Understanding Mechanisms of Aggregation, Absorption and Effectiveness for DAPY/DATA Anti-AIDS Drugs
Ariella Sasson, Rutgers University
Acquired immunodeficiency syndrome (AIDS) is still one of the most tenacious killers in the world despite the development of successful anti-viral drug therapies. Unfortunately, due to the high mutation rates of the human immunodeficiency virus (HIV), the retrovirus that has been shown to cause AIDS, and the possibilities of reservoirs of a latent virus, new and more effective drugs are always required to be designed and tested. One class of drugs used to combat HIV is known as non-nucleoside reverse transcriptase inhibitors (NNRTIs). They are highly hydrophobic compounds that target a hydrophobic pocket on the surface of HIV-1 reverse transcriptase (RT), a protein essential to the life cycle of the HIV virus. The diaryltriazine/diarylpyrimidine (DATA/DAPY) classes of NNRTI drugs inhibit the continued transcription by trapping RT in one of its transient dynamic states. One of the unusual characteristics of the DATA/DAPY class of drugs is their high hydrophobicity, having a strong preference for neutral environments, even though they contain polar elements. The behavior of these compounds, good bioavailability, is unexpected in terms of current dogma in drug development. With a better understanding of the mechanisms these drugs use, more effective drugs and treatments can be designed. Therefore, my goal is to better understand the mechanisms of aggregation, absorption, and effectiveness for some of these anti-AIDS drugs using various computational techniques.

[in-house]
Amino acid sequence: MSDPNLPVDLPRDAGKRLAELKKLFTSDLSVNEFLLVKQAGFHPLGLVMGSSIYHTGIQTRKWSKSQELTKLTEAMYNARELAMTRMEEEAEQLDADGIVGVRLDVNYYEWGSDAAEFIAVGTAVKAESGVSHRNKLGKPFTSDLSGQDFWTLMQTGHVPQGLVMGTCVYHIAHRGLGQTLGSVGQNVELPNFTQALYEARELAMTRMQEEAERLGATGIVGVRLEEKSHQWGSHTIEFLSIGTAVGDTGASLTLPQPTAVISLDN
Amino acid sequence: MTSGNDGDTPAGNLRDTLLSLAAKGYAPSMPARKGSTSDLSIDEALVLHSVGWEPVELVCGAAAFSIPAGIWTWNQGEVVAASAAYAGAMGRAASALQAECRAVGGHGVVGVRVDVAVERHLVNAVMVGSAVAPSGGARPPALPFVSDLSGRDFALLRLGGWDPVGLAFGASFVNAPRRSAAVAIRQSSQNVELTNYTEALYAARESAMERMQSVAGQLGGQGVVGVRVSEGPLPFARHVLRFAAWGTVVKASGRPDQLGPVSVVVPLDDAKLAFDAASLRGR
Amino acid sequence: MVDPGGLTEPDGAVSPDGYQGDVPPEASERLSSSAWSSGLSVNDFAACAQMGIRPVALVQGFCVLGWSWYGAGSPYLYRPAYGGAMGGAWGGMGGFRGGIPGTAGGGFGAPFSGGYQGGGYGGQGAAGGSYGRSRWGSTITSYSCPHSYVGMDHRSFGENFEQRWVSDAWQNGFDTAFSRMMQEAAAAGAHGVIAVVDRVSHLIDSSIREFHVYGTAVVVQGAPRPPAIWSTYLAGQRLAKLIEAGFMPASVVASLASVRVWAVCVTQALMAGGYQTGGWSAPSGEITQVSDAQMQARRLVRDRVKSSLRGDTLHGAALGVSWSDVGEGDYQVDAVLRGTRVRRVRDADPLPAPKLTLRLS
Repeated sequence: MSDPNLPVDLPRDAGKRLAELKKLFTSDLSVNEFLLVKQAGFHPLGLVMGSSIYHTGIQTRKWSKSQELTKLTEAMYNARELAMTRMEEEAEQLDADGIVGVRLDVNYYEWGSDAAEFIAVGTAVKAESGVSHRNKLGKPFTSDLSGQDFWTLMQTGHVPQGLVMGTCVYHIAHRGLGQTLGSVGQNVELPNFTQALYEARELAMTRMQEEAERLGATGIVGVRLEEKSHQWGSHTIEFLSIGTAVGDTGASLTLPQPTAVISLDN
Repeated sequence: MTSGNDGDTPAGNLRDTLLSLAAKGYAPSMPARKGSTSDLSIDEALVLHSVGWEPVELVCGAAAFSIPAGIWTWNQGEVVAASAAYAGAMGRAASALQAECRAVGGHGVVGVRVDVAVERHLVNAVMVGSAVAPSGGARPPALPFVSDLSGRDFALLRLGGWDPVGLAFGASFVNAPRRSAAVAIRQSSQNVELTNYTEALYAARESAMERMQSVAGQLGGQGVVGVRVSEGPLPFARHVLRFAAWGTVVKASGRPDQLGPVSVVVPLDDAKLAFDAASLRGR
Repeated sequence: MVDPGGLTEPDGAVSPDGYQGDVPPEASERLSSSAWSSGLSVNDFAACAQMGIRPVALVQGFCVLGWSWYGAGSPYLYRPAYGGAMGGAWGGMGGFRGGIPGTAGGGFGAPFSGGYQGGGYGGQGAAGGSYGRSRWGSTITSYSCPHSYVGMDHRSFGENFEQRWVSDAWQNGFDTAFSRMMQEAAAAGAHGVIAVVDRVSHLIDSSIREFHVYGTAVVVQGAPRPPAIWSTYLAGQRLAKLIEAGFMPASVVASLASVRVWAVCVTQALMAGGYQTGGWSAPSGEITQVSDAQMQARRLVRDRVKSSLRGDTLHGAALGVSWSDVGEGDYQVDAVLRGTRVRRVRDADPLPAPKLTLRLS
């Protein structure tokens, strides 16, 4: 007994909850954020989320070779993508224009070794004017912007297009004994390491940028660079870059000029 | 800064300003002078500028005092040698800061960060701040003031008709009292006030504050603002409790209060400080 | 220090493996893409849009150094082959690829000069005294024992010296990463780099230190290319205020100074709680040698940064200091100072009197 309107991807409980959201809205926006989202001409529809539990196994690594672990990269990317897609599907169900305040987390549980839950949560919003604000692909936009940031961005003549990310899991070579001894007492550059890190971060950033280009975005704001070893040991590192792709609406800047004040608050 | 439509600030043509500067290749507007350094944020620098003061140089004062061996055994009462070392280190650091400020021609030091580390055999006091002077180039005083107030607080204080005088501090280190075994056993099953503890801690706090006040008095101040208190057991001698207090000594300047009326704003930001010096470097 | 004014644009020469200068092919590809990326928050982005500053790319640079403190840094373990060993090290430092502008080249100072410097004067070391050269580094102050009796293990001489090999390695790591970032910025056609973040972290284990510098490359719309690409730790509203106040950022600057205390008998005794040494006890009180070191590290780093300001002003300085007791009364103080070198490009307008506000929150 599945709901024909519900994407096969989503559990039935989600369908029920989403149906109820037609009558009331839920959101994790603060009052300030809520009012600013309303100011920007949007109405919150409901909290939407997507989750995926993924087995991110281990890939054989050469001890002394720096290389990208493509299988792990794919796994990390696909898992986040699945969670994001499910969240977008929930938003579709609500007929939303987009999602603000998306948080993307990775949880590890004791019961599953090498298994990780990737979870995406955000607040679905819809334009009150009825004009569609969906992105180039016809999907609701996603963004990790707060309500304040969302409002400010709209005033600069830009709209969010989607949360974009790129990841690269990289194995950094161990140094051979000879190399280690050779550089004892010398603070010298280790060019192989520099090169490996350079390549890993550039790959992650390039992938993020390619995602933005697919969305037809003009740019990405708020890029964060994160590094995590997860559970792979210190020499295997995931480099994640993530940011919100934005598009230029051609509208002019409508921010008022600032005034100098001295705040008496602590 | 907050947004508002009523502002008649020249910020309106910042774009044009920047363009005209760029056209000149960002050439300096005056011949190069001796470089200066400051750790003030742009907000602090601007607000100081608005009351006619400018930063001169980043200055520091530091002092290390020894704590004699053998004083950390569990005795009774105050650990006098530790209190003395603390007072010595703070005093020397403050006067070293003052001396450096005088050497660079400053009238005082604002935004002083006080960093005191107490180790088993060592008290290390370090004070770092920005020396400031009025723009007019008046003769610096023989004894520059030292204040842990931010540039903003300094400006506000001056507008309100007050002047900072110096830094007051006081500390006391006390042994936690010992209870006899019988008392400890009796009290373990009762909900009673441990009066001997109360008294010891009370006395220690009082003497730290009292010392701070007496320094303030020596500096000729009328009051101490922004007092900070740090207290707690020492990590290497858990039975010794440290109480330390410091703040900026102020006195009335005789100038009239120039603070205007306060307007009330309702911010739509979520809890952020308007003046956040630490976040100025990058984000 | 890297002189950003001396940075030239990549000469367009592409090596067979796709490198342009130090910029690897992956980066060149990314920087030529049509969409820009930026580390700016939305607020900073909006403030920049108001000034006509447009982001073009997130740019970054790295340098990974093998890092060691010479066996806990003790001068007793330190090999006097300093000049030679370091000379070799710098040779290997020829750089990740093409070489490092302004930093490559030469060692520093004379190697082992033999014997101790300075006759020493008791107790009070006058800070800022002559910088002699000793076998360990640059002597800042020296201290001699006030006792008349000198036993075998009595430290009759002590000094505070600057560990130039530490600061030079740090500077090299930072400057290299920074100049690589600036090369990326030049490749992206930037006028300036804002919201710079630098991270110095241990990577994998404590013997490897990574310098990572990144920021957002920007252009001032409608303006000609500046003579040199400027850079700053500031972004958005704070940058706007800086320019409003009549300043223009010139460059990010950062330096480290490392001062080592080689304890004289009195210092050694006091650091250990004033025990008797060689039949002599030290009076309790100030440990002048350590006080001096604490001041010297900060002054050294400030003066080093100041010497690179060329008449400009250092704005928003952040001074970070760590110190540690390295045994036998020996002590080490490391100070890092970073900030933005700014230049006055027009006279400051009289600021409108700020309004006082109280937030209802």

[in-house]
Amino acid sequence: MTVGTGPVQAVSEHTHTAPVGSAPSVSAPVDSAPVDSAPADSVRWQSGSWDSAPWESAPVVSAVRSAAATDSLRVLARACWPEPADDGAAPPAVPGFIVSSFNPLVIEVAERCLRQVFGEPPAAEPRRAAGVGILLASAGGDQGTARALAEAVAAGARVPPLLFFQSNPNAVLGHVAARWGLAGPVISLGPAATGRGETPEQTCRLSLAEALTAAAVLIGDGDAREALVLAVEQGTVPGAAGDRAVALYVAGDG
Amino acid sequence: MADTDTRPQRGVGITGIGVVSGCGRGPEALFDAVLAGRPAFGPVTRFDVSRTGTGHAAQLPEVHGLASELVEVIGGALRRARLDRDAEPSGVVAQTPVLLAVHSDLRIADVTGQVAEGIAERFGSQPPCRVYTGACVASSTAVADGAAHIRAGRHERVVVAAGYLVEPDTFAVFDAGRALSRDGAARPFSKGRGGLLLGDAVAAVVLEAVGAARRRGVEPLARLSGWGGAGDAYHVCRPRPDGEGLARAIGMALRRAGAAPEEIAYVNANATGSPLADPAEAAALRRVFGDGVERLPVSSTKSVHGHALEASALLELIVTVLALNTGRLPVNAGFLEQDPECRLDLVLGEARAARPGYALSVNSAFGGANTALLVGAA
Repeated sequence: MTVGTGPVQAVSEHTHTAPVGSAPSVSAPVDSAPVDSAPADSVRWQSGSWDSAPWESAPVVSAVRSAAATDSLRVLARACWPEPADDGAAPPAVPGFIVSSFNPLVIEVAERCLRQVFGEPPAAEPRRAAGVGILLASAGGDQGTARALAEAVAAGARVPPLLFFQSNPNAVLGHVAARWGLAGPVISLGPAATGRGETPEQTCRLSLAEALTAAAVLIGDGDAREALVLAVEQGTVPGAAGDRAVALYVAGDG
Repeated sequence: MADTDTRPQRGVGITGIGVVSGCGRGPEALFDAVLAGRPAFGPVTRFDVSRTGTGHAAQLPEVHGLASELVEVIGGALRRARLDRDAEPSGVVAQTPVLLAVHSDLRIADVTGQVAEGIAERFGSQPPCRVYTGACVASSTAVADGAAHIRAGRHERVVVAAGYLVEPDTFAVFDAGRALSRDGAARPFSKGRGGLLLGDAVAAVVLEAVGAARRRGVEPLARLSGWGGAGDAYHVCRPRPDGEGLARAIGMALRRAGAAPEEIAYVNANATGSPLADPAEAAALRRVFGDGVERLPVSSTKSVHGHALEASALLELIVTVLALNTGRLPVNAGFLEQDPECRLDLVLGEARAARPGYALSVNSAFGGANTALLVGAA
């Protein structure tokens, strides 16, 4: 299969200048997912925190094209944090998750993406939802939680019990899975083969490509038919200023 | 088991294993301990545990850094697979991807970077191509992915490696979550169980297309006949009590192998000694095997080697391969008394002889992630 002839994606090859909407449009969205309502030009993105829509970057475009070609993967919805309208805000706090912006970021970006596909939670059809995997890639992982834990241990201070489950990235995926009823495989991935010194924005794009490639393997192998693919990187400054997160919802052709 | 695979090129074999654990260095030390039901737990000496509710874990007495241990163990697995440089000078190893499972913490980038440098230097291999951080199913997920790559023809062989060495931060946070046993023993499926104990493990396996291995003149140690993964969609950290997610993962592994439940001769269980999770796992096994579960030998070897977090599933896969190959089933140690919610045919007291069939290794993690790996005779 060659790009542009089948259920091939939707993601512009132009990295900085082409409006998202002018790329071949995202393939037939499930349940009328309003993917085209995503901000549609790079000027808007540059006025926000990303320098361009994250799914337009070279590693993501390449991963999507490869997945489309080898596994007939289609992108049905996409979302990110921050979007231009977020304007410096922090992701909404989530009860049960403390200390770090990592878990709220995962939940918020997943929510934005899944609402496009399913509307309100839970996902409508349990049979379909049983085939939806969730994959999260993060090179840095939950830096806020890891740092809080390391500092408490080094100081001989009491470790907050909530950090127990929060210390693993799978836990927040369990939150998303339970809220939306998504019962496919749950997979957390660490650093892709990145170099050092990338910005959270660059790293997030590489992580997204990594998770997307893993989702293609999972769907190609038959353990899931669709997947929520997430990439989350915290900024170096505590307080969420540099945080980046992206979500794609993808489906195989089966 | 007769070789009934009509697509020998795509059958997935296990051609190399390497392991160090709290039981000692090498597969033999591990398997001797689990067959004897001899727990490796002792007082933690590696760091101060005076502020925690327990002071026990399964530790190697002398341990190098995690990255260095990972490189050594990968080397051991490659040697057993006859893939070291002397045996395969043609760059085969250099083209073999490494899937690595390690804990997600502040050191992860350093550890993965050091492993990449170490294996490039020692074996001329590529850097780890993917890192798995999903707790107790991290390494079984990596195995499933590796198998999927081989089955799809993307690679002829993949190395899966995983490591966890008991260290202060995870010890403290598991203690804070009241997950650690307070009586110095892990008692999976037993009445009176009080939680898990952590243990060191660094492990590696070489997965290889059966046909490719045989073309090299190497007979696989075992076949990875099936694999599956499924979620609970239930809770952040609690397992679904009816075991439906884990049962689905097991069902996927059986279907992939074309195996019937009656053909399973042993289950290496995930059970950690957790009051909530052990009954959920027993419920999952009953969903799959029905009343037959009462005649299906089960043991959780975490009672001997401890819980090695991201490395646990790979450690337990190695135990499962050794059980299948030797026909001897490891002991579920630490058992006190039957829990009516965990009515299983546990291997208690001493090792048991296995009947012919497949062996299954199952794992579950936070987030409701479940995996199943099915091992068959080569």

Abstract Author(s): Ariella Sasson